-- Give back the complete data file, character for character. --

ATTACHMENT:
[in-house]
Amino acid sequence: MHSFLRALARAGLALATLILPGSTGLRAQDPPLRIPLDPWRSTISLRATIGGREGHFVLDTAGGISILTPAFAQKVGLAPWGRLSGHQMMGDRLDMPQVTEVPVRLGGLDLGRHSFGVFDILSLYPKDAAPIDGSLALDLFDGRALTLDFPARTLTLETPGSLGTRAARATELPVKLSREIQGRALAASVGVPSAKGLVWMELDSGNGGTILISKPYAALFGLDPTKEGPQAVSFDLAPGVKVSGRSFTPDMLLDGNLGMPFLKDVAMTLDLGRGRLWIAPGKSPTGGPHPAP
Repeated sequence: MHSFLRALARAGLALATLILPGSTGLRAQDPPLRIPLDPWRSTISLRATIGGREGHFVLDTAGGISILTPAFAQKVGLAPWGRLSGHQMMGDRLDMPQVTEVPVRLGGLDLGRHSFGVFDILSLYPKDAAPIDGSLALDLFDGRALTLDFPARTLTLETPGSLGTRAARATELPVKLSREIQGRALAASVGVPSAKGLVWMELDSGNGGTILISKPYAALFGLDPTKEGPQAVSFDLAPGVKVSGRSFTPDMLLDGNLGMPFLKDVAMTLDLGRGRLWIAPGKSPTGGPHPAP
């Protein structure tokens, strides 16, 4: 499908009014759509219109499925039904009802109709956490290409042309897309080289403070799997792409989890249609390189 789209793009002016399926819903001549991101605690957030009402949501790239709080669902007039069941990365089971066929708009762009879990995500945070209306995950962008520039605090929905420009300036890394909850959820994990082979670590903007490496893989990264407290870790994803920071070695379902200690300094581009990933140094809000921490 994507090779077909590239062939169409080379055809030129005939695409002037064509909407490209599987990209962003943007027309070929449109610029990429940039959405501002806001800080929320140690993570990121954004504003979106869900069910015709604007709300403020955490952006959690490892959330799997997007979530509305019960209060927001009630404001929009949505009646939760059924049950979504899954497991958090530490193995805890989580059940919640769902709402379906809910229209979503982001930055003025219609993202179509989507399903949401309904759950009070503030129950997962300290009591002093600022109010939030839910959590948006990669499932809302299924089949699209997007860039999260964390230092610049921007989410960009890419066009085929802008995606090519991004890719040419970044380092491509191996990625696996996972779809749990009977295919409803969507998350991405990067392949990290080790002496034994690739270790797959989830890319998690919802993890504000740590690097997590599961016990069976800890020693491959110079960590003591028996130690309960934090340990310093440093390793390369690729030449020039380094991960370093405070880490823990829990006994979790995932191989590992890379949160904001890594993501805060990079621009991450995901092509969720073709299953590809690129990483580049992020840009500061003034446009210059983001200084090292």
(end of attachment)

[in-house]
Amino acid sequence: MHSFLRALARAGLALATLILPGSTGLRAQDPPLRIPLDPWRSTISLRATIGGREGHFVLDTAGGISILTPAFAQKVGLAPWGRLSGHQMMGDRLDMPQVTEVPVRLGGLDLGRHSFGVFDILSLYPKDAAPIDGSLALDLFDGRALTLDFPARTLTLETPGSLGTRAARATELPVKLSREIQGRALAASVGVPSAKGLVWMELDSGNGGTILISKPYAALFGLDPTKEGPQAVSFDLAPGVKVSGRSFTPDMLLDGNLGMPFLKDVAMTLDLGRGRLWIAPGKSPTGGPHPAP
Repeated sequence: MHSFLRALARAGLALATLILPGSTGLRAQDPPLRIPLDPWRSTISLRATIGGREGHFVLDTAGGISILTPAFAQKVGLAPWGRLSGHQMMGDRLDMPQVTEVPVRLGGLDLGRHSFGVFDILSLYPKDAAPIDGSLALDLFDGRALTLDFPARTLTLETPGSLGTRAARATELPVKLSREIQGRALAASVGVPSAKGLVWMELDSGNGGTILISKPYAALFGLDPTKEGPQAVSFDLAPGVKVSGRSFTPDMLLDGNLGMPFLKDVAMTLDLGRGRLWIAPGKSPTGGPHPAP
């Protein structure tokens, strides 16, 4: 499908009014759509219109499925039904009802109709956490290409042309897309080289403070799997792409989890249609390189 789209793009002016399926819903001549991101605690957030009402949501790239709080669902007039069941990365089971066929708009762009879990995500945070209306995950962008520039605090929905420009300036890394909850959820994990082979670590903007490496893989990264407290870790994803920071070695379902200690300094581009990933140094809000921490 994507090779077909590239062939169409080379055809030129005939695409002037064509909407490209599987990209962003943007027309070929449109610029990429940039959405501002806001800080929320140690993570990121954004504003979106869900069910015709604007709300403020955490952006959690490892959330799997997007979530509305019960209060927001009630404001929009949505009646939760059924049950979504899954497991958090530490193995805890989580059940919640769902709402379906809910229209979503982001930055003025219609993202179509989507399903949401309904759950009070503030129950997962300290009591002093600022109010939030839910959590948006990669499932809302299924089949699209997007860039999260964390230092610049921007989410960009890419066009085929802008995606090519991004890719040419970044380092491509191996990625696996996972779809749990009977295919409803969507998350991405990067392949990290080790002496034994690739270790797959989830890319998690919802993890504000740590690097997590599961016990069976800890020693491959110079960590003591028996130690309960934090340990310093440093390793390369690729030449020039380094991960370093405070880490823990829990006994979790995932191989590992890379949160904001890594993501805060990079621009991450995901092509969720073709299953590809690129990483580049992020840009500061003034446009210059983001200084090292």